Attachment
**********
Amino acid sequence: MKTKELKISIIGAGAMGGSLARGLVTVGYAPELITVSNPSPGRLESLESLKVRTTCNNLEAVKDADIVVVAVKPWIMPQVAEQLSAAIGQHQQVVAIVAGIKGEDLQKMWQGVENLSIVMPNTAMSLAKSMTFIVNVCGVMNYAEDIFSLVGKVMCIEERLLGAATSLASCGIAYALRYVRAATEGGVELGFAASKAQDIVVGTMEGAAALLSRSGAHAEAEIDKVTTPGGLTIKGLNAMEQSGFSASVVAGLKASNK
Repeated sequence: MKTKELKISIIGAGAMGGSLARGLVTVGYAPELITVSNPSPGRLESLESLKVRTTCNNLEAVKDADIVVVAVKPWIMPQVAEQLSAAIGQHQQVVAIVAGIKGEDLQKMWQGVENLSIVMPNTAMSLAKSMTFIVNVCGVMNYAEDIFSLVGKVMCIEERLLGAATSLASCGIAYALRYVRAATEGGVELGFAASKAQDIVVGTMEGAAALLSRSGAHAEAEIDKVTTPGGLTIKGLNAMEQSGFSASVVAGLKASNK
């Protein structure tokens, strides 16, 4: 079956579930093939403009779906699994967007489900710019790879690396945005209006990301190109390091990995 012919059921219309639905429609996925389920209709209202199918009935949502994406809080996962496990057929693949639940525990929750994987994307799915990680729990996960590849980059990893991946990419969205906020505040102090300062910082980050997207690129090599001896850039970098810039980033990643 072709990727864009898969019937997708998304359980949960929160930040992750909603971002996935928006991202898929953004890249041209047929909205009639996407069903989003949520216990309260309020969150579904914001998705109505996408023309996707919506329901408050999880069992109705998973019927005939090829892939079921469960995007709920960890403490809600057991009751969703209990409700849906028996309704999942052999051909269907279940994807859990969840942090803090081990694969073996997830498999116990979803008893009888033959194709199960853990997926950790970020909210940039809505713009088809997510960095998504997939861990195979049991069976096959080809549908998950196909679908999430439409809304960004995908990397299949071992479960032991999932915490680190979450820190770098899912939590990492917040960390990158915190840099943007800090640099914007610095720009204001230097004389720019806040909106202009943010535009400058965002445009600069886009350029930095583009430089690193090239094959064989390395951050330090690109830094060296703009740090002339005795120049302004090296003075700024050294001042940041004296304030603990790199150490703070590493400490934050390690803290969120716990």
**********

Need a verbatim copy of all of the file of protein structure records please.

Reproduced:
Amino acid sequence: MKTKELKISIIGAGAMGGSLARGLVTVGYAPELITVSNPSPGRLESLESLKVRTTCNNLEAVKDADIVVVAVKPWIMPQVAEQLSAAIGQHQQVVAIVAGIKGEDLQKMWQGVENLSIVMPNTAMSLAKSMTFIVNVCGVMNYAEDIFSLVGKVMCIEERLLGAATSLASCGIAYALRYVRAATEGGVELGFAASKAQDIVVGTMEGAAALLSRSGAHAEAEIDKVTTPGGLTIKGLNAMEQSGFSASVVAGLKASNK
Repeated sequence: MKTKELKISIIGAGAMGGSLARGLVTVGYAPELITVSNPSPGRLESLESLKVRTTCNNLEAVKDADIVVVAVKPWIMPQVAEQLSAAIGQHQQVVAIVAGIKGEDLQKMWQGVENLSIVMPNTAMSLAKSMTFIVNVCGVMNYAEDIFSLVGKVMCIEERLLGAATSLASCGIAYALRYVRAATEGGVELGFAASKAQDIVVGTMEGAAALLSRSGAHAEAEIDKVTTPGGLTIKGLNAMEQSGFSASVVAGLKASNK
């Protein structure tokens, strides 16, 4: 079956579930093939403009779906699994967007489900710019790879690396945005209006990301190109390091990995 012919059921219309639905429609996925389920209709209202199918009935949502994406809080996962496990057929693949639940525990929750994987994307799915990680729990996960590849980059990893991946990419969205906020505040102090300062910082980050997207690129090599001896850039970098810039980033990643 072709990727864009898969019937997708998304359980949960929160930040992750909603971002996935928006991202898929953004890249041209047929909205009639996407069903989003949520216990309260309020969150579904914001998705109505996408023309996707919506329901408050999880069992109705998973019927005939090829892939079921469960995007709920960890403490809600057991009751969703209990409700849906028996309704999942052999051909269907279940994807859990969840942090803090081990694969073996997830498999116990979803008893009888033959194709199960853990997926950790970020909210940039809505713009088809997510960095998504997939861990195979049991069976096959080809549908998950196909679908999430439409809304960004995908990397299949071992479960032991999932915490680190979450820190770098899912939590990492917040960390990158915190840099943007800090640099914007610095720009204001230097004389720019806040909106202009943010535009400058965002445009600069886009350029930095583009430089690193090239094959064989390395951050330090690109830094060296703009740090002339005795120049302004090296003075700024050294001042940041004296304030603990790199150490703070590493400490934050390690803290969120716990």